The girl stared at Maven for a moment. She held up her fingers and started counting. "I just want to have (one) the fabulous, romantic evening with (two) the beautiful clothes and (three) the lovely music and (four) the elegant food I didn't have to cook." Wistful hope shone on her face even behind the calculations of exactly what kinds of fun girls just want to have. She  tuck out her thumb and added, "I was very careful."

"You asked for it." Maven wondered how a fairy godmother cast her spell. She hoped the wand would work, but in a dream, what could go wrong? "I will provide the clothes and the coach and the whole kit, cat and caboodle. If you like what you see, then go for the prince and make yourself happy. If not, then come back home and decide what you want. You have until midnight before it all goes away. At the twelfth bong: busted."

"I'm ready." The girl closed her eyes, held her breath, and stood very still.

How to grant a wish? The Bump suggested bopping the girl over the head, preferably with a broom handle. Maven swished the wand, but nothing happened. There was a song in the movie, but she couldn't remember how it went. "Boopbetty Boopbetty Do!"

The girl opened her eyes again. "What? Do you need something for the magic...mice? A pumpkin?"

"Bring them on." The girl ought to wash her face, too. But if Maven had magic for horses and coaches, a bath should be no sweat. Maven never cast a spell before, but she'd written affirmations, meditations and invocations. She'd soaked her head and sunk her bankbook in all
flavors of Manifest your Mojo workshops trying to make some sense of her life. Maybe  they'd work if she did them for someone else.
 **My thoughts**

This book was a fun alternative to the traditional fairy tale. It was a little reminiscient of Harry Potter, but with a character to whom adults will easily relate. We've all had a point in our lives where we feel like we need to start over. We can't all get whisked away to Faery to become fairy godmothers, but we can find our inner strengths.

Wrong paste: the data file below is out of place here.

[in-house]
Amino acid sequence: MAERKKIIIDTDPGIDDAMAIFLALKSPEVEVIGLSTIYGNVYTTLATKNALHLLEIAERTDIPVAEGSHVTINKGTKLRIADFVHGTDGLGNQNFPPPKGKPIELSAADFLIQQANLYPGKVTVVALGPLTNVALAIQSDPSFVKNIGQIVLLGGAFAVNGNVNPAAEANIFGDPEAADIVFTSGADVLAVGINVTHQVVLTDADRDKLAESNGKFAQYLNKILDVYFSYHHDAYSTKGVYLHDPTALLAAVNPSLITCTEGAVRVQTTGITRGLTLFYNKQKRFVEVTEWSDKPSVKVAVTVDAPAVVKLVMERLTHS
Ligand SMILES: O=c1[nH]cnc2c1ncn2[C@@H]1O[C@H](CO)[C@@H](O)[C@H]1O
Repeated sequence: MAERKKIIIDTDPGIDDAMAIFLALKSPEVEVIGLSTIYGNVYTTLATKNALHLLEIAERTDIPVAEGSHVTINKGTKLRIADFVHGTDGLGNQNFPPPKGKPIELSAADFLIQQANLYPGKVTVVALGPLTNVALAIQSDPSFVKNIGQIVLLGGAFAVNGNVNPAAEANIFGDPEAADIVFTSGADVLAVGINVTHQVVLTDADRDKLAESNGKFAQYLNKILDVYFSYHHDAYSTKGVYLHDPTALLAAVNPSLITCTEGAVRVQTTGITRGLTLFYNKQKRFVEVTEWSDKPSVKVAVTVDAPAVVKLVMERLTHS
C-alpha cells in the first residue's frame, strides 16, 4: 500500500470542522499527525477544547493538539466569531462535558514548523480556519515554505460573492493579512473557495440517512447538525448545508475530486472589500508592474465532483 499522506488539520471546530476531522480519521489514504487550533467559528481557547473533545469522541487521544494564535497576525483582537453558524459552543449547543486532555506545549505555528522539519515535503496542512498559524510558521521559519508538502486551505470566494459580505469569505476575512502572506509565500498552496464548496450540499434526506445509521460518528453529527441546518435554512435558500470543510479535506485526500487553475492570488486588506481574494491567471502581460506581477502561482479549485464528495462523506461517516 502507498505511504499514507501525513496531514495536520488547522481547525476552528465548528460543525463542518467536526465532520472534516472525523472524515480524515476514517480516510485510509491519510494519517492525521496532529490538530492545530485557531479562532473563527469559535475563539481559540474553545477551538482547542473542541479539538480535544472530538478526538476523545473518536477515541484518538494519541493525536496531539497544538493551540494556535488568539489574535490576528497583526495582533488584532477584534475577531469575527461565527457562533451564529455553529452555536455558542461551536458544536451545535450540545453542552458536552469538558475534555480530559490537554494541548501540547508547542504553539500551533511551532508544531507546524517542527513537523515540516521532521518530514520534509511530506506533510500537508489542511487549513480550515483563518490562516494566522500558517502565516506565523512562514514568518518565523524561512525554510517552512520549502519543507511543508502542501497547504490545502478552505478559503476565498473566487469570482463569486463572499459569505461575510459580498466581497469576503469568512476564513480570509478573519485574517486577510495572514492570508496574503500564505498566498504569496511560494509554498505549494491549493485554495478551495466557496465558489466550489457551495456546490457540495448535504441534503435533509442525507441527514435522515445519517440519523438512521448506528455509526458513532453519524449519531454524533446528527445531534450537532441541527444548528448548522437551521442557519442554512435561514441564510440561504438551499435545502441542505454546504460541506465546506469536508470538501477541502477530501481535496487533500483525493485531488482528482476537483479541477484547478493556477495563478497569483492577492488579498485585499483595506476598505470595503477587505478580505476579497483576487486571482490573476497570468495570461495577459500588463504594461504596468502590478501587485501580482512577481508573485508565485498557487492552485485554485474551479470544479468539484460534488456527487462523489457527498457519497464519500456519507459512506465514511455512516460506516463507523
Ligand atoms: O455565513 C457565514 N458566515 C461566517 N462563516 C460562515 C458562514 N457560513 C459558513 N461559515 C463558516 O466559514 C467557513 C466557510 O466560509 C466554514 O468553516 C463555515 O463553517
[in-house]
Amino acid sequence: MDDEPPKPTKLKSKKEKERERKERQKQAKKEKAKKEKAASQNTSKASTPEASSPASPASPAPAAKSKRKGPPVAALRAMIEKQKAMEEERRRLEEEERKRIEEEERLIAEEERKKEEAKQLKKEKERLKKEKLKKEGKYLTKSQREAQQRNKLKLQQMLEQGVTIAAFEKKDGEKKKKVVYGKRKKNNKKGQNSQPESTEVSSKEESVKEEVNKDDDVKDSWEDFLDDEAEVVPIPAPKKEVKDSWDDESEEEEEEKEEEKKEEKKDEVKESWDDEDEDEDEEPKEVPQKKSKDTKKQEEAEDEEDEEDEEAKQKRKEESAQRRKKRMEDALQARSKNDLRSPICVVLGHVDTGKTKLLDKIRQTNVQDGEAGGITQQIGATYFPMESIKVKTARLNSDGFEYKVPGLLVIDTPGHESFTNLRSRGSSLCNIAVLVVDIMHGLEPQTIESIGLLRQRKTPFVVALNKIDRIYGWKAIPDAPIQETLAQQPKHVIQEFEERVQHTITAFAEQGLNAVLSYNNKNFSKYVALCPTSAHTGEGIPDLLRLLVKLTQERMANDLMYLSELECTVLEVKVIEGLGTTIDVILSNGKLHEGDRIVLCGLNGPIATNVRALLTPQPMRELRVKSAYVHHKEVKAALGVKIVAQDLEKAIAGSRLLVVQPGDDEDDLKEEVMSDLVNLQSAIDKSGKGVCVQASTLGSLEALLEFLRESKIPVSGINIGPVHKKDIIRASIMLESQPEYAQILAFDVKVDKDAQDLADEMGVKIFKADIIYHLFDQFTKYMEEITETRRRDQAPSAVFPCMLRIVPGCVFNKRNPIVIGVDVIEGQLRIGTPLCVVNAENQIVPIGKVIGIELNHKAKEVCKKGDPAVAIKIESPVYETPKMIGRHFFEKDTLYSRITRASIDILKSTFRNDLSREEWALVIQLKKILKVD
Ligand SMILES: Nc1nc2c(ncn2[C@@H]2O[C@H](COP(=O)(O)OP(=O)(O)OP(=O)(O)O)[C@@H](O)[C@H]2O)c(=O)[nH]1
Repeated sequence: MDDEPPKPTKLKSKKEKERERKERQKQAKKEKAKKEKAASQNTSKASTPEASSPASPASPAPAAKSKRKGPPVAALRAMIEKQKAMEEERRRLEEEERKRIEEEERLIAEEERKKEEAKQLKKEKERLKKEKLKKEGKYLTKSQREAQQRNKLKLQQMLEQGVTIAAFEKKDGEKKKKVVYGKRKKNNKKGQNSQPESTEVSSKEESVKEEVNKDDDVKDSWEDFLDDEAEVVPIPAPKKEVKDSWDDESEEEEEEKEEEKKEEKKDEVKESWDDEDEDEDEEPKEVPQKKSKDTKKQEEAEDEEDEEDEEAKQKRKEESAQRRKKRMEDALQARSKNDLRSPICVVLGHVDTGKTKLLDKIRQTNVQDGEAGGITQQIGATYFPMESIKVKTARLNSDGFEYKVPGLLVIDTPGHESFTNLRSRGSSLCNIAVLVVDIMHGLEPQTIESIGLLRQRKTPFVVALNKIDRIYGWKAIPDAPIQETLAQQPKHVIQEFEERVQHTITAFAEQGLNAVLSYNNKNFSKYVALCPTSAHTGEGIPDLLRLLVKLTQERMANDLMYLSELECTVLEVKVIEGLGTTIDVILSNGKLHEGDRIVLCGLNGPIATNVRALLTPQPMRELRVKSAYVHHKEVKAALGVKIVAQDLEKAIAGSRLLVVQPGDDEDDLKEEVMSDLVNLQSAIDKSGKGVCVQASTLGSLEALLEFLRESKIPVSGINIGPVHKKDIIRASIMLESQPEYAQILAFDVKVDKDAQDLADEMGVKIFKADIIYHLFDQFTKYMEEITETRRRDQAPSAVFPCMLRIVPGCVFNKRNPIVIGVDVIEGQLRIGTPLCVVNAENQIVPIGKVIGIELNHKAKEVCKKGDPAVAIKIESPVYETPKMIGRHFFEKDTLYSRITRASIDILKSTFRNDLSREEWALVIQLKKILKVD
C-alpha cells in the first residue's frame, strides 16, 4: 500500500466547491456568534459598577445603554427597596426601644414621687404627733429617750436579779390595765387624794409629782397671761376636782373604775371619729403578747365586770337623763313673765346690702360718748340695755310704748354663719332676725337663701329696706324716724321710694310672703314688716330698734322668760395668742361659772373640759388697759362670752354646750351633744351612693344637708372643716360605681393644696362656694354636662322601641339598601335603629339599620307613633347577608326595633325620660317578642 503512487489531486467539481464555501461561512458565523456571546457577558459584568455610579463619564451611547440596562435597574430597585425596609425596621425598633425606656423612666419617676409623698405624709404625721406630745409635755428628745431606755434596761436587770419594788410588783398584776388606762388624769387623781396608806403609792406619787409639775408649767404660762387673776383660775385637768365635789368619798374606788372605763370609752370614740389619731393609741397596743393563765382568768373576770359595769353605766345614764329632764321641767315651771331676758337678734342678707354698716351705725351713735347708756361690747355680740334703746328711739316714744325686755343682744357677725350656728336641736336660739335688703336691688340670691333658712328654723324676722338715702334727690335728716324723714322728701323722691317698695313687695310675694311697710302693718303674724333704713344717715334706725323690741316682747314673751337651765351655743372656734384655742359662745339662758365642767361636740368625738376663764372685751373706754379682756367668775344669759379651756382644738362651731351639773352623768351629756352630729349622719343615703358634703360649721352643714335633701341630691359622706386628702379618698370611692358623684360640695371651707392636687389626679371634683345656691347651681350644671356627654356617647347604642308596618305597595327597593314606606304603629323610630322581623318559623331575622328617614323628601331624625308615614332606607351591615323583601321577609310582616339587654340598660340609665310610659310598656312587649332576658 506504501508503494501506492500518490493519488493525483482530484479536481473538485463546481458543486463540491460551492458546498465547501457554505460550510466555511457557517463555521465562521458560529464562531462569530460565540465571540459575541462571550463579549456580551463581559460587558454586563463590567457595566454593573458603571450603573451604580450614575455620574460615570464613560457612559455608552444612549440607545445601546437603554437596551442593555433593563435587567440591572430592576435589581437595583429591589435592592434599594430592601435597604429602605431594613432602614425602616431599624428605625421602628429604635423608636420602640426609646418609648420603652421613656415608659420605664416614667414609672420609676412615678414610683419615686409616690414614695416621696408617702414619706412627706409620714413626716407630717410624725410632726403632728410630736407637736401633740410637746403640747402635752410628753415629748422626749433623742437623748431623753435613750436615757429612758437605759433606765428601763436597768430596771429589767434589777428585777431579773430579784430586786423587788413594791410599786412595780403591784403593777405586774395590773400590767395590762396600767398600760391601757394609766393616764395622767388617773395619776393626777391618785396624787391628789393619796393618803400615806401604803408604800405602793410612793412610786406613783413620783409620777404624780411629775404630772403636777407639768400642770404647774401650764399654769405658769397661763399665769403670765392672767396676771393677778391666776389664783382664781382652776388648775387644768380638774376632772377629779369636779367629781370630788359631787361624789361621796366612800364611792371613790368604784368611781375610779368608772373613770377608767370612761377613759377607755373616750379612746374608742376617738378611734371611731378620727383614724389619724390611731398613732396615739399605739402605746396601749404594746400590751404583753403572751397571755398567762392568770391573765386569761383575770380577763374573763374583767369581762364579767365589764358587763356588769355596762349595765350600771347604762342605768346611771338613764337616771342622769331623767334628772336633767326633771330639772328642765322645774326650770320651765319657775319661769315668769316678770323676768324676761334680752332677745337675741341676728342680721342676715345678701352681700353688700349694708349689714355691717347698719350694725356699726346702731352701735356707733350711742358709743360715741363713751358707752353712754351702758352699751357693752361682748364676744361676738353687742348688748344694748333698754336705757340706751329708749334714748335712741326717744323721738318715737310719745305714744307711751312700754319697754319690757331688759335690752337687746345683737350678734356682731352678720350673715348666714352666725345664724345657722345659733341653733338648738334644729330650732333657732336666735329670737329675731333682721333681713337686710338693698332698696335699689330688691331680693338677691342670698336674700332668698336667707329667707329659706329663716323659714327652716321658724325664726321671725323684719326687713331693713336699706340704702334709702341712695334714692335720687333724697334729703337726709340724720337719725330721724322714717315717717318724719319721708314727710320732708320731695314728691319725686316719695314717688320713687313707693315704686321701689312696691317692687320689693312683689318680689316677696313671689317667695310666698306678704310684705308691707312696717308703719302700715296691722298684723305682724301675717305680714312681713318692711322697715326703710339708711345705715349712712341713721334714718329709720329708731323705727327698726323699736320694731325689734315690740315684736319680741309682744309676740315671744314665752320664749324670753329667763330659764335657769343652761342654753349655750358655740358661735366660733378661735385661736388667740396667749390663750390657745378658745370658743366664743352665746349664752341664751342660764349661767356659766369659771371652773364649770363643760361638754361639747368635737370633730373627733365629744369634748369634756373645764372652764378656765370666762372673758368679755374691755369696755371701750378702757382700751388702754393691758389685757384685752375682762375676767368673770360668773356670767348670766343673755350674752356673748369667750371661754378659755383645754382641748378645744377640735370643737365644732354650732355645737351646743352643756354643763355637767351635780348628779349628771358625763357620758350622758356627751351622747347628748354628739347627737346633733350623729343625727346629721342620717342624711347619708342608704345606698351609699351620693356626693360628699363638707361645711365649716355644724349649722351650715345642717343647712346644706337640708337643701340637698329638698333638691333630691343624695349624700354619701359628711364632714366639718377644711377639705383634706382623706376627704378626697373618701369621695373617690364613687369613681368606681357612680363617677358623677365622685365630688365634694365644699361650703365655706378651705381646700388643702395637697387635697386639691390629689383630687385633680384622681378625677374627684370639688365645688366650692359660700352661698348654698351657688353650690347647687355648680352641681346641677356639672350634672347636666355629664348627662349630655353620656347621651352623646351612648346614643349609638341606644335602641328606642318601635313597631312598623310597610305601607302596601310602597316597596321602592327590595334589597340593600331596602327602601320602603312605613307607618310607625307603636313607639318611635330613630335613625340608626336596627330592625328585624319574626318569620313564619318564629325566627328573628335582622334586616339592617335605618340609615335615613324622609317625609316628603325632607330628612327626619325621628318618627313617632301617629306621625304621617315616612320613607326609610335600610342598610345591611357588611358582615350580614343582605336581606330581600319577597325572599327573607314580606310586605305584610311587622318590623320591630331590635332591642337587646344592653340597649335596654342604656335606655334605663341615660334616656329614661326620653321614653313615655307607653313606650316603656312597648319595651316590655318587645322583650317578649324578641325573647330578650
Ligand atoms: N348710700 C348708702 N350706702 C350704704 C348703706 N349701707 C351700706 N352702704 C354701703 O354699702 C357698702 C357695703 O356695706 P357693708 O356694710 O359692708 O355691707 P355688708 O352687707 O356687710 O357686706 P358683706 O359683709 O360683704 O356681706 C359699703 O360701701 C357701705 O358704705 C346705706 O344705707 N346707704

It is an enjoyable read that goes pretty smoothly. You'll chuckle along the way with some grown-up humor. You will also learn a lot of lessons, just as Maven and Tulip do, about life and love. Pay attention to their lessons and apply them to your own life.

Charlotte Babb began writing when she could hold a piece of chalk and scribble her name--although she sometimes mistook "Chocolate" for "Charlotte" on the sign at the drug store ice cream counter. When her third-grade teacher allowed her access to the fiction room at the school library, Charlotte discovered Louisa Alcott and Robert Heinlein, an odd marriage of the minds. These two authors have had the most influence on her desire to share her point of view with the world and to explore how the world might be made better. In the meantime, Charlotte has fallen prey to
steampunk and the gears are turning...corset, bustle and magic, oh my! She brings to any project a number of experiences, including work as a technical writer, gasket inspector, cloth store associate, girl Friday, and telephone psychic.

She has studied the folk stories of many cultures and wonders what happened to ours. Where the stories are for people over 20 who have survived marriage, divorce, child-rearing, education, bankruptcy, and widowhood? Here. Charlotte loves Fractured Fairy Tales and writes them for your enjoyment.

Also Available: Maven's Fractured Fairy Tales – ebook and print book, 3 Maven short stories.

Bubba and the Beast
Fairy Frogmother
File Size: 157 KB
Print Length: 46 pages
Publisher: Charlotte Henley Babb; 1 edition (June 13, 2012)

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Twitter: @charlottebabb

1 comment:

  1. What I like most about this book is the protagonist. I'm glad the protagonist is an older, adult person for a change. Usually I get protagonists in their teens, twenties or thirties, but never much older!